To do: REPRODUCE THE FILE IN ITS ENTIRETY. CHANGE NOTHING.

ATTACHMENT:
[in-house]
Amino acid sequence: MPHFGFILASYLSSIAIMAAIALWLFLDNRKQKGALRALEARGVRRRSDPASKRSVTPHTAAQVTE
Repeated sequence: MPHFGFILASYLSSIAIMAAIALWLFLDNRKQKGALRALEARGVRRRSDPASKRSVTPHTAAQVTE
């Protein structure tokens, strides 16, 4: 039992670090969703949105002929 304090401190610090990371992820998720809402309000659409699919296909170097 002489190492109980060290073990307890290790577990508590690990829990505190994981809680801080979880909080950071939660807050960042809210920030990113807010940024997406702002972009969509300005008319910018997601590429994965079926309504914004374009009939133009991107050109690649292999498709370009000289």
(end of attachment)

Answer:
[in-house]
Amino acid sequence: MPHFGFILASYLSSIAIMAAIALWLFLDNRKQKGALRALEARGVRRRSDPASKRSVTPHTAAQVTE
Repeated sequence: MPHFGFILASYLSSIAIMAAIALWLFLDNRKQKGALRALEARGVRRRSDPASKRSVTPHTAAQVTE
């Protein structure tokens, strides 16, 4: 039992670090969703949105002929 304090401190610090990371992820998720809402309000659409699919296909170097 002489190492109980060290073990307890290790577990508590690990829990505190994981809680801080979880909080950071939660807050960042809210920030990113807010940024997406702002972009969509300005008319910018997601590429994965079926309504914004374009009939133009991107050109690649292999498709370009000289």